Microsoft’s Nadella takes on privacy fears about LinkedIn, Cortana

Microsoft’s increasing role as a data aggregator gets attention at Gartner’s conference

ORLANDO, Fla. -- Microsoft CEO Satya Nadella faced sharp questions from Gartner analysts Tuesday about the privacy-invading implications of its $26.2 billion acquisition of LinkedIn, and its all-knowing virtual assistant, Cortana.

Helen Huntley, one of the Gartner analysts questioning Nadella at a conference here, was particularly pointed about the fears.

Cortana, said Huntley, "knows everything about me when I'm working. She knows what files I'm looking at, she knows what I'm downloading, she knows when I'm working, when I'm not working," she said.

Cortana is "big brother intersected ... with productivity," said Huntley.

Nadella countered this with his own question. "How does one build trust in technology?" He called it one of the "most pressing issues of our time."

Cortana will operate on "four pillars," which include keeping data secure, as well transparency, meaning that users will "know exact what Cortana knows," said Nadella. There is also an ability to turn off data access. The fourth pillar is to be compliant with regulations, he said.

Nadella was appearing via video link from Microsoft's Redmond headquarters at the Gartner Symposium/ITxpo before a crowd that includes 8,000 attendees. He was scheduled to appear in person, but a back injury kept him from flying.

"When you turn 49 don't act 19 in the gym," said Nadella, to the chuckles of an audience of people mostly in their middle years as well.

With LinkedIn, Huntley, who was asking questions in tandem with fellow analyst Chris Howard, was pointed once again: "What are you going to do to our data?"

"We are just custodians of that data," said Nadella. The only data the company has access to is when users allow it for the purpose of adding value to it, he said.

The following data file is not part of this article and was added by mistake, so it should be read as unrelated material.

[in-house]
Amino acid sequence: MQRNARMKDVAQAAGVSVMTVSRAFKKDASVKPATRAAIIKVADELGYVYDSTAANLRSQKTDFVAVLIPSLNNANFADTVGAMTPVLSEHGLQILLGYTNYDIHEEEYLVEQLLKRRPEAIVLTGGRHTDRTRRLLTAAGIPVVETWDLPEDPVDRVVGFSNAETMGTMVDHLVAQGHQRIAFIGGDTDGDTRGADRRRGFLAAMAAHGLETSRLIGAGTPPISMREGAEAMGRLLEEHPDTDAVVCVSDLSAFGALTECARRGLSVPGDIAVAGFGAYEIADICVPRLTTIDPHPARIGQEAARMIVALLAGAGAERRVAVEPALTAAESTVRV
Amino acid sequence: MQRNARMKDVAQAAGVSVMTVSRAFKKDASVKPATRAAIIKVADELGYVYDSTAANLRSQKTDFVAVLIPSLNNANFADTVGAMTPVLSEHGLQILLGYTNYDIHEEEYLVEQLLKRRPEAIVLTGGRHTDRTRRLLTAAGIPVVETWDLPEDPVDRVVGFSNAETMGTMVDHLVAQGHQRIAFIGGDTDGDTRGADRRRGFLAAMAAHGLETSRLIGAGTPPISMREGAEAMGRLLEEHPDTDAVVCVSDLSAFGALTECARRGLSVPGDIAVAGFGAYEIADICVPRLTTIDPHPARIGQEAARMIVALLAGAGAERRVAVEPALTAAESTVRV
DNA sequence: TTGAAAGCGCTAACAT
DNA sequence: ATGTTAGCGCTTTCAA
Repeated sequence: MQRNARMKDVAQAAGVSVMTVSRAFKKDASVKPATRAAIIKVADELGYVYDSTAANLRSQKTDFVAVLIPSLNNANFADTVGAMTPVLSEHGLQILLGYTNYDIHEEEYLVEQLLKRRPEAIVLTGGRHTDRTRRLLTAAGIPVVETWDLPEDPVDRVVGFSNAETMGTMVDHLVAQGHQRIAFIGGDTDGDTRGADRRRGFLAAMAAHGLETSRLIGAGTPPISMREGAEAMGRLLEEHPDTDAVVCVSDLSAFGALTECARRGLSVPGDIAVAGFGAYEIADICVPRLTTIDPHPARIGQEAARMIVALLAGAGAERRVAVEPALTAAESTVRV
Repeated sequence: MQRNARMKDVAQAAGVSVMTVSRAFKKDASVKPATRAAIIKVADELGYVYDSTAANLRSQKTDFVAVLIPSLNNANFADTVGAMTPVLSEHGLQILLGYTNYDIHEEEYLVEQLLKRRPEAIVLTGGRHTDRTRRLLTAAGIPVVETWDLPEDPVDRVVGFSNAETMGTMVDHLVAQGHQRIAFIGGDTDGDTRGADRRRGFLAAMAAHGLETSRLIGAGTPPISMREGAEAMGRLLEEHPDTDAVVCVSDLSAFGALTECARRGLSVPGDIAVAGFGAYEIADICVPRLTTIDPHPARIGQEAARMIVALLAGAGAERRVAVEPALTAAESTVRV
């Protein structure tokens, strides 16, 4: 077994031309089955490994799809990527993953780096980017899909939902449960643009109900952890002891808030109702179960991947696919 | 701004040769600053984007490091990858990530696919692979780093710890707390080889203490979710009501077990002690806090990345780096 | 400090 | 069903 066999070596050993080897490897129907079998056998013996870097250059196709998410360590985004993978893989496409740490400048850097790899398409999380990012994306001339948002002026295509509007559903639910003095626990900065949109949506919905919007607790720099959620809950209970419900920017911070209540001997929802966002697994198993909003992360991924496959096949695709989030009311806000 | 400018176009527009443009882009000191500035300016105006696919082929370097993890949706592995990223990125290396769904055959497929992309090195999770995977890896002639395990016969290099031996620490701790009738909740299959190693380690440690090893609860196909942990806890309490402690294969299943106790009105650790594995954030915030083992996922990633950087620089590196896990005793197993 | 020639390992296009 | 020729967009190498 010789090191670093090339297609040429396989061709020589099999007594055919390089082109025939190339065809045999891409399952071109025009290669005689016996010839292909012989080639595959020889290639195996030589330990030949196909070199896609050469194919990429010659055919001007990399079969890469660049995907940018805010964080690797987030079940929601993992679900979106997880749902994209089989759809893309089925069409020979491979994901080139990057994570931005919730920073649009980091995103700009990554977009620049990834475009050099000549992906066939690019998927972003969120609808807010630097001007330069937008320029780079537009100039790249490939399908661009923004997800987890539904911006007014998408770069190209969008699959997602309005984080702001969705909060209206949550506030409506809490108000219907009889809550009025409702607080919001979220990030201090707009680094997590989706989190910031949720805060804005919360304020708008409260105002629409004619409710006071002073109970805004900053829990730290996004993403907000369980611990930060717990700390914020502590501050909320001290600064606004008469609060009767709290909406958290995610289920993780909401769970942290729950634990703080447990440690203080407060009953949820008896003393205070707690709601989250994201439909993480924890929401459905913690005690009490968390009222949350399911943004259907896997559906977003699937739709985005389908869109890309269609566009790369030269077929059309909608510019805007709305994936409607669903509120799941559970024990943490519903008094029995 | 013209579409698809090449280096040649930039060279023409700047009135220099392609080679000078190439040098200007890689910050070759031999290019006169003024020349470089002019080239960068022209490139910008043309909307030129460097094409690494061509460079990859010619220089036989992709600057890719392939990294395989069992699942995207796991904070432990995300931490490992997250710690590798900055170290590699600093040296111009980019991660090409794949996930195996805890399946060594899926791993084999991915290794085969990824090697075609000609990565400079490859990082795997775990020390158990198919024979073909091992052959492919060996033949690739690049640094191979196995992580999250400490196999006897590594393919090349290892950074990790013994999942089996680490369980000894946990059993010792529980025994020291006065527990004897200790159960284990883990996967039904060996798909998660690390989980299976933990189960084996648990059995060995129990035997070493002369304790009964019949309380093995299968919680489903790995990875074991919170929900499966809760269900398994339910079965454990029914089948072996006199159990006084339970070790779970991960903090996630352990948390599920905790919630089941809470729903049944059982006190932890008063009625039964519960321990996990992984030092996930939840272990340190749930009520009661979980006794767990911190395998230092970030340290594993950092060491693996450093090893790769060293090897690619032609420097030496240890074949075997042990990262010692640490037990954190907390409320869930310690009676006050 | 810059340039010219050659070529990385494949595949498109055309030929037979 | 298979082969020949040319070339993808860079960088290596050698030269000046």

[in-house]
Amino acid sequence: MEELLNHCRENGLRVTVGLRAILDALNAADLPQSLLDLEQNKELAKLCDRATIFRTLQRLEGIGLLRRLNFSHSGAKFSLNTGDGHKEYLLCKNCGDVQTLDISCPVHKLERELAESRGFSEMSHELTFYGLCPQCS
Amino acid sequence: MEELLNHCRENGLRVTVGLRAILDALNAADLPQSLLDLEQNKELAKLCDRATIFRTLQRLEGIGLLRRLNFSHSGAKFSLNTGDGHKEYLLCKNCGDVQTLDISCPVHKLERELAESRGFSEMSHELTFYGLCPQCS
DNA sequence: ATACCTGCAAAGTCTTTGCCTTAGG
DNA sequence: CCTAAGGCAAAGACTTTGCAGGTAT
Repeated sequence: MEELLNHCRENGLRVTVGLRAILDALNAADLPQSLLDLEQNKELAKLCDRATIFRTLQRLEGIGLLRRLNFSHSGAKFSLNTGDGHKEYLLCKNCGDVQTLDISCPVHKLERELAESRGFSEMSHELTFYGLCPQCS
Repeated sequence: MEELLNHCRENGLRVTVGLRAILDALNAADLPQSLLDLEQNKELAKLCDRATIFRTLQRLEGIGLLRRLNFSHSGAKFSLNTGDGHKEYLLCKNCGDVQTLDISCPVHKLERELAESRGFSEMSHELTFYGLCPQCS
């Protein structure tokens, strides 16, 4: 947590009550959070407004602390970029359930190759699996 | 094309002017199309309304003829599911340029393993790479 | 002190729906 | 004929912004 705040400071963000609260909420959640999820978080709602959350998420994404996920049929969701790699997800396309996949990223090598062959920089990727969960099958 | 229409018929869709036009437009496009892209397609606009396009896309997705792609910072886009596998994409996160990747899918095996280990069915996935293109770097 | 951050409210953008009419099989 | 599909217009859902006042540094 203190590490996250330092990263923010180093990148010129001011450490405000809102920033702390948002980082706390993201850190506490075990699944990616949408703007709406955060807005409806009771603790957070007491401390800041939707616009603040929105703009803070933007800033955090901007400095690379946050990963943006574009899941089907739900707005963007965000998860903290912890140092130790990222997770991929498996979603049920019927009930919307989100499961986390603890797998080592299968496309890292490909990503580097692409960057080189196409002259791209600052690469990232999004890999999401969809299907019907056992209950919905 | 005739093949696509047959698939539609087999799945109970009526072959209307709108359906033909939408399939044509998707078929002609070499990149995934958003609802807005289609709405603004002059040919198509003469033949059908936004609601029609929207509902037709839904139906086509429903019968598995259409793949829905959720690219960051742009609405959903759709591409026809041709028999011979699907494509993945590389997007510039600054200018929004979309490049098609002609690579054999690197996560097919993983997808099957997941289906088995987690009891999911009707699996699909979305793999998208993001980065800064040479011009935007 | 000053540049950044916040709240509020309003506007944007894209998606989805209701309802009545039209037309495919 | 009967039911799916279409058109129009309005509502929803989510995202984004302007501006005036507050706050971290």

For instance, Nadella said, that someone can be much more informed about who they are meeting with if their calendar includes LinkedIn profile links of meeting attendees. A user's news feed can also be shaped to include information about meeting participants. "Those are natural points of integration," he said.

This ability to integrate with LinkedIn, said Nadella, "will not be exclusive of Microsoft but available to everyone." Allowing integration will help make LinkedIn grow, he said.

Nadella defended Microsoft as an open company. "Windows is the most open platform there is," he said.

But asked how Microsoft will work with competitors on platforms including Azure, Nadella turned philosophical. That knowledge "comes maybe with middle age" -- a point at which one becomes "comfortable with what I would say are complex relationships." A gentle laugh rolled through the audience.

Nadella, in response to questions about how A.I. will interact with users, talked about Microsoft's pursuit of A.I. but not the specifics.

"There is still a dark side," said Howard, of A.I.; "there is a risk of an over-mediated life."

But, as he did with privacy, Nadella worked to calm concerns and said A.I. will augment human capability, not replace it.

"It looks like that they have a vision for the future," said one attendee, Steve Edmonson, a CIO with Chicago governmental organization he didn't want identified. But with respect to A.I., Nadella didn't talk about "where that is really headed."

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Patrick Thibodeau

Computerworld (US)
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